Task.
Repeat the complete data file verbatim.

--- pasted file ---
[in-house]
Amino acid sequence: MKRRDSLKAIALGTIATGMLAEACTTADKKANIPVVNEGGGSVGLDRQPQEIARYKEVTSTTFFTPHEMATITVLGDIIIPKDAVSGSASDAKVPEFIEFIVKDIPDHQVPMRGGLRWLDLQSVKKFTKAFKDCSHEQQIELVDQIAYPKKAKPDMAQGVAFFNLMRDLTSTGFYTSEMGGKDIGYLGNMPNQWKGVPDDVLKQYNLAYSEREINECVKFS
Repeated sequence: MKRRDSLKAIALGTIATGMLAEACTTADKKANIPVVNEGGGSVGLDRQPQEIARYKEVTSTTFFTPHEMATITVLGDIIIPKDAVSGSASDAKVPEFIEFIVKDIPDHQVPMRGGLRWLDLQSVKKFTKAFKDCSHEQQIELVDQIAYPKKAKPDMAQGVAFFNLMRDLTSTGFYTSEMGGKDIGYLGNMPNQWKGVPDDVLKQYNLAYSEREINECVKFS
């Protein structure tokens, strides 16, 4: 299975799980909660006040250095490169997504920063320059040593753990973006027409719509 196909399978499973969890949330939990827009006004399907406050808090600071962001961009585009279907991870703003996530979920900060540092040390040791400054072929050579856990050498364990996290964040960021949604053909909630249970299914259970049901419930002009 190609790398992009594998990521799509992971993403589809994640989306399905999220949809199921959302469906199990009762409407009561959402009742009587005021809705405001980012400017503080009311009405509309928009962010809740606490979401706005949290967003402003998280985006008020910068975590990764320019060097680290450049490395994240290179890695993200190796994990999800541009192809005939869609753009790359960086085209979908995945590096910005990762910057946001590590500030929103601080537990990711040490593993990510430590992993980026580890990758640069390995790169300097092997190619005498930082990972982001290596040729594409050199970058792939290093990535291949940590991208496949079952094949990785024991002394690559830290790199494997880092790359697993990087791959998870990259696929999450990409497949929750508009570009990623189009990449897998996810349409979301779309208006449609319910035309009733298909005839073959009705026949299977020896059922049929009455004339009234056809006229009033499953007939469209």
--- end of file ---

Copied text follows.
[in-house]
Amino acid sequence: MKRRDSLKAIALGTIATGMLAEACTTADKKANIPVVNEGGGSVGLDRQPQEIARYKEVTSTTFFTPHEMATITVLGDIIIPKDAVSGSASDAKVPEFIEFIVKDIPDHQVPMRGGLRWLDLQSVKKFTKAFKDCSHEQQIELVDQIAYPKKAKPDMAQGVAFFNLMRDLTSTGFYTSEMGGKDIGYLGNMPNQWKGVPDDVLKQYNLAYSEREINECVKFS
Repeated sequence: MKRRDSLKAIALGTIATGMLAEACTTADKKANIPVVNEGGGSVGLDRQPQEIARYKEVTSTTFFTPHEMATITVLGDIIIPKDAVSGSASDAKVPEFIEFIVKDIPDHQVPMRGGLRWLDLQSVKKFTKAFKDCSHEQQIELVDQIAYPKKAKPDMAQGVAFFNLMRDLTSTGFYTSEMGGKDIGYLGNMPNQWKGVPDDVLKQYNLAYSEREINECVKFS
């Protein structure tokens, strides 16, 4: 299975799980909660006040250095490169997504920063320059040593753990973006027409719509 196909399978499973969890949330939990827009006004399907406050808090600071962001961009585009279907991870703003996530979920900060540092040390040791400054072929050579856990050498364990996290964040960021949604053909909630249970299914259970049901419930002009 190609790398992009594998990521799509992971993403589809994640989306399905999220949809199921959302469906199990009762409407009561959402009742009587005021809705405001980012400017503080009311009405509309928009962010809740606490979401706005949290967003402003998280985006008020910068975590990764320019060097680290450049490395994240290179890695993200190796994990999800541009192809005939869609753009790359960086085209979908995945590096910005990762910057946001590590500030929103601080537990990711040490593993990510430590992993980026580890990758640069390995790169300097092997190619005498930082990972982001290596040729594409050199970058792939290093990535291949940590991208496949079952094949990785024991002394690559830290790199494997880092790359697993990087791959998870990259696929999450990409497949929750508009570009990623189009990449897998996810349409979301779309208006449609319910035309009733298909005839073959009705026949299977020896059922049929009455004339009234056809006229009033499953007939469209």